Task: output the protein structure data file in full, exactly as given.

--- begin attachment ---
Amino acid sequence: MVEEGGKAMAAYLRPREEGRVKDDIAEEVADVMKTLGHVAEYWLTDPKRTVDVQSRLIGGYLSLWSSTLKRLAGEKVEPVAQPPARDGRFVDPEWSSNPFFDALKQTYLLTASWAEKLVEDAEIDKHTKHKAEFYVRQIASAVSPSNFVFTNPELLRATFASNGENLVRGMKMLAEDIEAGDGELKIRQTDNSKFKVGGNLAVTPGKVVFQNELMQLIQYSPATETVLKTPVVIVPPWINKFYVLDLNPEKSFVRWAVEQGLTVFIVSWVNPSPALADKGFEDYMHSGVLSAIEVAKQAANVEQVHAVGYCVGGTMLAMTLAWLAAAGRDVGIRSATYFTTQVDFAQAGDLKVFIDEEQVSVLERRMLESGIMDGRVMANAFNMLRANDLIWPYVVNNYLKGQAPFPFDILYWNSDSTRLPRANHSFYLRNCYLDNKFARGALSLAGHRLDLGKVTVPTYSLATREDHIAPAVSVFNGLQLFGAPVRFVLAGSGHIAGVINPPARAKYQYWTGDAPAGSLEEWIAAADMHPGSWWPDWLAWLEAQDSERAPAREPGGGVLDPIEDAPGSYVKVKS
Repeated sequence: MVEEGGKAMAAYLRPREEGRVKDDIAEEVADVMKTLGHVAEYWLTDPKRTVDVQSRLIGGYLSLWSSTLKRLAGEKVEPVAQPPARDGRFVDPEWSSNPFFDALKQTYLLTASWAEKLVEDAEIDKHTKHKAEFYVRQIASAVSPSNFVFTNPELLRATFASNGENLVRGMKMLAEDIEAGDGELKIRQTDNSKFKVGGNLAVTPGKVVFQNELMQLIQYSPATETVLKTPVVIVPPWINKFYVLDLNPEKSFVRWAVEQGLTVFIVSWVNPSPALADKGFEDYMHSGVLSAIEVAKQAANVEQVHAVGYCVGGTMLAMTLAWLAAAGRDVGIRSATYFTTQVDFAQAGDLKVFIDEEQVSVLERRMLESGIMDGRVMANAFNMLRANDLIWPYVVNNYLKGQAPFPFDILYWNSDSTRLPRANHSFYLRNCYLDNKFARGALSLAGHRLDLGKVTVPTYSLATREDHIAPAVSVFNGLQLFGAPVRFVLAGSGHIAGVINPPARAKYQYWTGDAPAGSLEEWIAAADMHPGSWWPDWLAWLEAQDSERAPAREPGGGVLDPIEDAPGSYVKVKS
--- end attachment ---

Amino acid sequence: MVEEGGKAMAAYLRPREEGRVKDDIAEEVADVMKTLGHVAEYWLTDPKRTVDVQSRLIGGYLSLWSSTLKRLAGEKVEPVAQPPARDGRFVDPEWSSNPFFDALKQTYLLTASWAEKLVEDAEIDKHTKHKAEFYVRQIASAVSPSNFVFTNPELLRATFASNGENLVRGMKMLAEDIEAGDGELKIRQTDNSKFKVGGNLAVTPGKVVFQNELMQLIQYSPATETVLKTPVVIVPPWINKFYVLDLNPEKSFVRWAVEQGLTVFIVSWVNPSPALADKGFEDYMHSGVLSAIEVAKQAANVEQVHAVGYCVGGTMLAMTLAWLAAAGRDVGIRSATYFTTQVDFAQAGDLKVFIDEEQVSVLERRMLESGIMDGRVMANAFNMLRANDLIWPYVVNNYLKGQAPFPFDILYWNSDSTRLPRANHSFYLRNCYLDNKFARGALSLAGHRLDLGKVTVPTYSLATREDHIAPAVSVFNGLQLFGAPVRFVLAGSGHIAGVINPPARAKYQYWTGDAPAGSLEEWIAAADMHPGSWWPDWLAWLEAQDSERAPAREPGGGVLDPIEDAPGSYVKVKS
Repeated sequence: MVEEGGKAMAAYLRPREEGRVKDDIAEEVADVMKTLGHVAEYWLTDPKRTVDVQSRLIGGYLSLWSSTLKRLAGEKVEPVAQPPARDGRFVDPEWSSNPFFDALKQTYLLTASWAEKLVEDAEIDKHTKHKAEFYVRQIASAVSPSNFVFTNPELLRATFASNGENLVRGMKMLAEDIEAGDGELKIRQTDNSKFKVGGNLAVTPGKVVFQNELMQLIQYSPATETVLKTPVVIVPPWINKFYVLDLNPEKSFVRWAVEQGLTVFIVSWVNPSPALADKGFEDYMHSGVLSAIEVAKQAANVEQVHAVGYCVGGTMLAMTLAWLAAAGRDVGIRSATYFTTQVDFAQAGDLKVFIDEEQVSVLERRMLESGIMDGRVMANAFNMLRANDLIWPYVVNNYLKGQAPFPFDILYWNSDSTRLPRANHSFYLRNCYLDNKFARGALSLAGHRLDLGKVTVPTYSLATREDHIAPAVSVFNGLQLFGAPVRFVLAGSGHIAGVINPPARAKYQYWTGDAPAGSLEEWIAAADMHPGSWWPDWLAWLEAQDSERAPAREPGGGVLDPIEDAPGSYVKVKS